For the past 7 years, the United States has had a presidential administration where science has had little place at the table. We have had a president opposed to embryonic stem cell research and in favor of teaching intelligent design. We have had an administration that at times has suppressed, rewritten, ignored, or abused scientific research. At a time when scientific opportunity has never been greater, we have had five straight years of inadequate increases for U.S. research agencies, which for some like the National Institutes of Health (NIH) means decreases after inflation.

All of this has been devastating for the scientific community; has undermined the future of our economy, which depends on innovation; and has slowed progress toward better health and greater longevity for people around the world.
Dr. Porter, the editorialist, goes on to ask

So if you are a U.S. scientist, what should you do now?

He offers a number of ideas, most of which are probably not practical for a graduate student like myself ("volunteer to advise ... candidates on science matters and issues.").

The one that is most practical and which anybody can do is to promote He acknowledges that the program's goal -- a presidential debate dedicated to science -- will not be accomplished in 2008, bu the hope is to signal to the media and to politicians that people care about science and science policy.

And who knows? Maybe there will be a science debate is 2012?

Word Sense: A new experiment from the Cognition & Language Lab

The last several months have been spent analyzing data and writing papers. Now that one paper has been published, two are well into the review process, and another is mostly written, it is time at the Cognition and Language lab to start actively collecting data again.

I just posted our first major new experiment since last winter. It is called "Word Sense," and it takes about 5 minutes to complete. It can be taken by anybody of any age and of any language background.

As always, you can view a description of the study at the end. You also will get a summary of your own results.

I'll be writing more about this research project in future posts.

Does literacy still matter?

In an intriguing recent article in Science Magazine (subscription required), Douglas Oard of the University of Maryland asks what the cultural consequences of better speech recognition software will be.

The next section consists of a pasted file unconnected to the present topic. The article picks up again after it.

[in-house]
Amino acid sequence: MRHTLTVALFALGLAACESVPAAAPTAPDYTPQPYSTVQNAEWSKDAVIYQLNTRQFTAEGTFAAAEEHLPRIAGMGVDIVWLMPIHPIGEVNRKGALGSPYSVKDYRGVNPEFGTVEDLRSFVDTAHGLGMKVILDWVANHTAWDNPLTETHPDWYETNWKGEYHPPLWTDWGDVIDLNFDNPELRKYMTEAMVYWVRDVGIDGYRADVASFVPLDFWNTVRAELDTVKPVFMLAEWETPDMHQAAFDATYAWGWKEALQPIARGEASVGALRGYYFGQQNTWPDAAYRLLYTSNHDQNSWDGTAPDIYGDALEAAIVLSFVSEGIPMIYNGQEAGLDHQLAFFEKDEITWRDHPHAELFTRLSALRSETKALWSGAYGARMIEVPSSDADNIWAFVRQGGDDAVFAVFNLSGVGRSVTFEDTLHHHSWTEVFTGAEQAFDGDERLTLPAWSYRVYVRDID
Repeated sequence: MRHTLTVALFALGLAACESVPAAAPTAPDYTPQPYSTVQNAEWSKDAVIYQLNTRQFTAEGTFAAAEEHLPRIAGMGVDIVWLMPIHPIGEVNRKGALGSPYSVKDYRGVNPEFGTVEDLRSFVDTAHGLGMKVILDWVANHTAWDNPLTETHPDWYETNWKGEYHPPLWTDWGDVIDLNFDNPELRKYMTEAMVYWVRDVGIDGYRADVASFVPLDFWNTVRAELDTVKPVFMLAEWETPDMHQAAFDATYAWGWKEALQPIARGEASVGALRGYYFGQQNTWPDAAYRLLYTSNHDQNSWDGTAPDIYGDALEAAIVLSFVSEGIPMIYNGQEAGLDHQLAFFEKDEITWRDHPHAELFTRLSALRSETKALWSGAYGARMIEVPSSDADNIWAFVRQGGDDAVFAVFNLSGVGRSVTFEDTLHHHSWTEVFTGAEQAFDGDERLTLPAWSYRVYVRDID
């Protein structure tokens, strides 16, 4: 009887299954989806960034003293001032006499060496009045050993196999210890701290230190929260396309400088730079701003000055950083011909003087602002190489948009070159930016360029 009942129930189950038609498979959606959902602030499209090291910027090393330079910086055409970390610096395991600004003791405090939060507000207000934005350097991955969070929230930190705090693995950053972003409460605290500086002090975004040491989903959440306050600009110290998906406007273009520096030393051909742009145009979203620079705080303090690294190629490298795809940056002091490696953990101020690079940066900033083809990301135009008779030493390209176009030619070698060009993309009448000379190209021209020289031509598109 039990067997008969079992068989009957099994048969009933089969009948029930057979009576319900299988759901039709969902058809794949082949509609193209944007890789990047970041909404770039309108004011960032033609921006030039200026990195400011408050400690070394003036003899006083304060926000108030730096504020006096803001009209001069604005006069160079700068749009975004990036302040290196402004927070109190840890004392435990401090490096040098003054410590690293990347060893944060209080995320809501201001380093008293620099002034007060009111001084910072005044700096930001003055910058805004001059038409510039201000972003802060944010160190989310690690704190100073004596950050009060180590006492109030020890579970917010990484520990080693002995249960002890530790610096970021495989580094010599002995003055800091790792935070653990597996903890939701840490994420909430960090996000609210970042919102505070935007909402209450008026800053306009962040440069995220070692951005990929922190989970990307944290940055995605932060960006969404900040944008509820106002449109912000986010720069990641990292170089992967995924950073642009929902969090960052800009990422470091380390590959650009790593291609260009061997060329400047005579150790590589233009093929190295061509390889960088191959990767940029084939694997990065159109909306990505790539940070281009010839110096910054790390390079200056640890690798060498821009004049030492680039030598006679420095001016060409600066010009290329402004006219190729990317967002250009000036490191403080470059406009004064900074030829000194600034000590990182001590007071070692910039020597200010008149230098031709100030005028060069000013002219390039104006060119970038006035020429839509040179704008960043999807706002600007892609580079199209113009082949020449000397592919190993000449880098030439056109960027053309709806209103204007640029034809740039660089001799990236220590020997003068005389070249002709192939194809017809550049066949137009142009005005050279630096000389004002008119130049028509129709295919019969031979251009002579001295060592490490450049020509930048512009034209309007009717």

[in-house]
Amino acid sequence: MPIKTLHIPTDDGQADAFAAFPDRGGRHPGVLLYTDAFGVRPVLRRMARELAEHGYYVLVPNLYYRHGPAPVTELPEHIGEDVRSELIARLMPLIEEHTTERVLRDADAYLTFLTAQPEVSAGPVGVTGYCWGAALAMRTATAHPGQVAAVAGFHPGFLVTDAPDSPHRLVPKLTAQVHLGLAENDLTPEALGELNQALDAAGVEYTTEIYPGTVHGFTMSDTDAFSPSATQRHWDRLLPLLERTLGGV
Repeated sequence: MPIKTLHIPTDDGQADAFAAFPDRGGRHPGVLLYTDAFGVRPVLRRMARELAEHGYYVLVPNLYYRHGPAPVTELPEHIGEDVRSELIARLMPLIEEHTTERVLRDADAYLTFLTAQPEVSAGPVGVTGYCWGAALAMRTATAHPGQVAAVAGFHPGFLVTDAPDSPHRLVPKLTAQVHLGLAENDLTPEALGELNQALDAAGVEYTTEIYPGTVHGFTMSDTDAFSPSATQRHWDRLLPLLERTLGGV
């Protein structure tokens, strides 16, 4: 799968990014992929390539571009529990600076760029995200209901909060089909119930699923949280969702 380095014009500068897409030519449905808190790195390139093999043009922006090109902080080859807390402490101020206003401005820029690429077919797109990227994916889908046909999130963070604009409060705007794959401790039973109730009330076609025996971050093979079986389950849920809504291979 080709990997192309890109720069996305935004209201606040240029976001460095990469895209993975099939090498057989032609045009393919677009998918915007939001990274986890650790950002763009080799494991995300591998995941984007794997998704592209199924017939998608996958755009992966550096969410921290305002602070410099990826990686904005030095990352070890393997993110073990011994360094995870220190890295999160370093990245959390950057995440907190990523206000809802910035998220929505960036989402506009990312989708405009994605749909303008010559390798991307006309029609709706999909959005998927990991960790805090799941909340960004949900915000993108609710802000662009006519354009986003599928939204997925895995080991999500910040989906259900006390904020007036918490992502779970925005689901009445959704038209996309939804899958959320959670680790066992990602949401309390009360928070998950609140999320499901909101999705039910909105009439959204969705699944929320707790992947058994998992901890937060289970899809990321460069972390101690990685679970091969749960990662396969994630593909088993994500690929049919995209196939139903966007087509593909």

He notes that the reason literacy is so important is the "emphemeral nature of speech." Even after audio recording became cheap, print was still necessary because it is easier to store and easier to skim and search.

However, new technology is rapidly shifting the balance, as hardware space becomes cheap and computerized searching of audio material becomes effective. Perhaps the costs of learning to read will soon cease to be justified.


Oard recognizes there will be resistance to the idea (note that he doesn't actually endorse eliminating reading and writing), but he cautions that we should think with our heads, not our biases:

Our parents complained that our generation relied on calculators rather than learning arithmetic... In Plato's Phaedrus, the Pharaoh Thamus says of writing, "If men learn this, it will implant forgetfulness in their souls: They will cease to exercise memory because they rely on that which is written." ... Our generation will unlock the full potential of the spoken word, but it may fall to our children, and to their children, to learn how best to use that gift.

D. W. Oard (2008). SOCIAL SCIENCE: Unlocking the Potential of the Spoken Word Science, 321 (5897), 1787-1788 DOI: 10.1126/science.1157353

Dead languages

Latin is dead, as dead as dead can be.
First it killed the Romans, and now it's killing me.

But not kids in Westchester County, it would seem.

The linked article also notes that the number of students taking the National Latin Exam has risen steadily in the last few years. As somebody who studied Latin in high school and who loves languages generally, that seems like a good thing. But I do have to wonder: why Latin?